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British start-up develops STI-testing tampon

Daye, a former femcare firm that’s now a gynaecological health company, has launched a new at-home screening service for chlamydia, gonorrhoea, and other common sexually transmitted infections with the hope it will encourage more women to seek treatment.

Let’s be honest, getting tested for a sexually transmitted infection is never a particularly pleasant experience.

Though it’s essential if you’re having casual sex or if protection fails, it can be uncomfortable, a little invasive, and STIs still carry a great deal of social stigma.

To offer an example of how the latter is playing out, over half of British women surveyed by Bupa in 2022 said they had never attended a single screening, with 36 per cent of them citing embarrassment as the main reason behind this.

Now, given the UK Health Security Agency recently reported a 24 per cent increase in STIs compared to the previous year and that those assigned female at birth (ADAB) are statistically more at risk than men due to vaginal physiology, this is evidently a cause for concern.

Sexually transmitted infections and screening for chlamydia in England: 2022 report - GOV.UK

Low rates of testing mean that many women and AFAB individuals could be unaware that they have an STI (70 per cent of them are asymptomatic) and, if left untreated, STIs pose serious long-term health complications like infertility, pelvic inflammatory disease, and ectopic pregnancies.

That’s why Daye, a femcare firm-turned-gynaecological health company, has launched a world-first STI-diagnostic tampon, which uses a polymerase chain reaction (PCR) test to check for five of the most common STIs, namely chlamydia, gonorrhoea, trichomonas, mycoplasma and ureaplasma.

The specificity of PCR technology ensures that false-positive results are reduced, providing a more reliable diagnosis, and it can simultaneously detect multiple pathogens in one sample.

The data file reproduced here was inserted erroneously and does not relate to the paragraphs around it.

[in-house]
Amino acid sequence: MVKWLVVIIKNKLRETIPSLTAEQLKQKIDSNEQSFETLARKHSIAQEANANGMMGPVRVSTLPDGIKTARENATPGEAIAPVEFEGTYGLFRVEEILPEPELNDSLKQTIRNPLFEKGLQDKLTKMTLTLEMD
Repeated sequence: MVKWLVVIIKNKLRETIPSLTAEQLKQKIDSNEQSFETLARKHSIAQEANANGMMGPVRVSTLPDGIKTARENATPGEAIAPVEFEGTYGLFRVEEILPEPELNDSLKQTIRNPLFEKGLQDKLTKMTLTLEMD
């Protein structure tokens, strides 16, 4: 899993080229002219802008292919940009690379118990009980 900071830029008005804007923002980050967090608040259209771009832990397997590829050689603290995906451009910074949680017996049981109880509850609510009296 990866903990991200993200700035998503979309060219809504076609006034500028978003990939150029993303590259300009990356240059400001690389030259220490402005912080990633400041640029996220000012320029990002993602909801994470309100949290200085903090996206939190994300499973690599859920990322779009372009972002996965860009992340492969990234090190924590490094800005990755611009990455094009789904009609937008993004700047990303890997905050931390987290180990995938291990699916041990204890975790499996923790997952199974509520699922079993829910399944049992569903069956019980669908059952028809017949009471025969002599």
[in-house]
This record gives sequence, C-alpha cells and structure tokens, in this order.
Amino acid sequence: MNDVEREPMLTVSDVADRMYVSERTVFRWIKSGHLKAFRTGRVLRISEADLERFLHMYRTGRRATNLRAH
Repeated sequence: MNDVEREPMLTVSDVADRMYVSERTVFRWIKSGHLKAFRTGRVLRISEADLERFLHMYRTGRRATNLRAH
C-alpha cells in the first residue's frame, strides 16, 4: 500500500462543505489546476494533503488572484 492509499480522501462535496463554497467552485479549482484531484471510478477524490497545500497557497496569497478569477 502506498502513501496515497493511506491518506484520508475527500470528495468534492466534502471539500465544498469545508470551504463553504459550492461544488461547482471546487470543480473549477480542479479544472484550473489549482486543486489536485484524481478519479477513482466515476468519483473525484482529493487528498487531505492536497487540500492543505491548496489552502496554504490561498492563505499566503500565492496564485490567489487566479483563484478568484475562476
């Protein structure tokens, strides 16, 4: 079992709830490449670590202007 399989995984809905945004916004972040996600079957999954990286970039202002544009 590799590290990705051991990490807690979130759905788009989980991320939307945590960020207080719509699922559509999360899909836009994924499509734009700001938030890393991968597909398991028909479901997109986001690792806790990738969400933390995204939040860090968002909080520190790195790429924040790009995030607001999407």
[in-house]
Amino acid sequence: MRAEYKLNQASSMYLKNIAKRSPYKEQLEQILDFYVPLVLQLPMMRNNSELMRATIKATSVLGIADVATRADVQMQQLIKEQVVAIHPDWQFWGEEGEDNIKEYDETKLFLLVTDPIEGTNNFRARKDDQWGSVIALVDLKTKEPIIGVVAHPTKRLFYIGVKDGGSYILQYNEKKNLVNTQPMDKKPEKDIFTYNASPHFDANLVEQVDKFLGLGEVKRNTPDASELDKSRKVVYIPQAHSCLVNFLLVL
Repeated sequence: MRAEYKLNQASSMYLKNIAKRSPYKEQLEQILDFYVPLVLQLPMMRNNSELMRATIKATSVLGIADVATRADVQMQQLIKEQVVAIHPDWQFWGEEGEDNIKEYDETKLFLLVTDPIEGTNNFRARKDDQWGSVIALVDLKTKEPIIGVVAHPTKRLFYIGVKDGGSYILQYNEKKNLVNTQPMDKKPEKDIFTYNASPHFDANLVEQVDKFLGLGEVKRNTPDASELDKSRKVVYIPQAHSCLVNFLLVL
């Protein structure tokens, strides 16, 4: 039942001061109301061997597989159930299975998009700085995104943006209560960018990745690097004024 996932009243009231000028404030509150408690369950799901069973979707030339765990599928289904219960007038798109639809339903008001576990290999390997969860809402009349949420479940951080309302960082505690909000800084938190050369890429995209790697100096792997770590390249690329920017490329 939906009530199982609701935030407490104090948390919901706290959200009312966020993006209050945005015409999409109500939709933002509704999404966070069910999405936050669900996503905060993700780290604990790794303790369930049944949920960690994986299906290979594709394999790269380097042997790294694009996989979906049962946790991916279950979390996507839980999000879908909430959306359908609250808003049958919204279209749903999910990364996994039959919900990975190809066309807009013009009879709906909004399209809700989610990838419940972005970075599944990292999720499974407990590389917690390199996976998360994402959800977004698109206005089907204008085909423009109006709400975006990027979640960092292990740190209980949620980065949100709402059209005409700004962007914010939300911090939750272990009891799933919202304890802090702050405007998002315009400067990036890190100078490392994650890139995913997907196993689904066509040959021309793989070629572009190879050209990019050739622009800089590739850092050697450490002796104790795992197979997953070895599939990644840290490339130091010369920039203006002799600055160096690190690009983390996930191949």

The process is simple: insert the tampon – which soaks up more fluid and covers a larger surface area than other methods, making it more accurate than a swab and more comfortable than a speculum – as usual, then pop it into the extraction solution.

Daye expands capabilities of diagnostic tampon to include STI screening

After sending it to a lab for testing, results will arrive digitally via the start-up’s app within a few days.

‘The privacy and accessibility of a tampon-based test could encourage more frequent STI screenings among women,’ says women’s health doctor Dr Poobashni Govender. ‘It lowers some barriers to testing, such as clinic visits, which some might find inconvenient or uncomfortable.’

As part of the service, Daye will also provide personalised aftercare including prescription treatments such as antibiotics and antivirals and consultations with sexual health nurses, gynaecologists, and fertility specialists.

The hope is that allowing people to discreetly collect a sample in the comfort of their own home will help speed up diagnosis and treatment, particularly among patient groups such as emerging adults, who are too anxious to get a traditional test.

This Daye Tampon Is The First In The World To Test For STIs

‘Despite living in a world where over a million people get an STI every day, STI testing has chronically low rates post-COVID-19, and as a result, many women and AFAB individuals could have an infection unknowingly because they have no symptoms,’ says founder Valentina Milanova.

‘Our STI Diagnostic Tampon makes STI testing extremely easy, comfortable and discrete. We hope our approach will end the “STIgma”, revolutionise STI testing and lead to a dramatic uptick in the number of women getting checked, helping them protect their long-term health and fertility.’

The STI screening service is only available to residents in the UK for now, though the company says it is looking to eventually expand to Europe and the US.

Daye is also planning to offer HPV testing in the future, which has already been studied in a clinical trial launched last month and which will aid the collective effort in the long-term education and prevention of cervical cancer.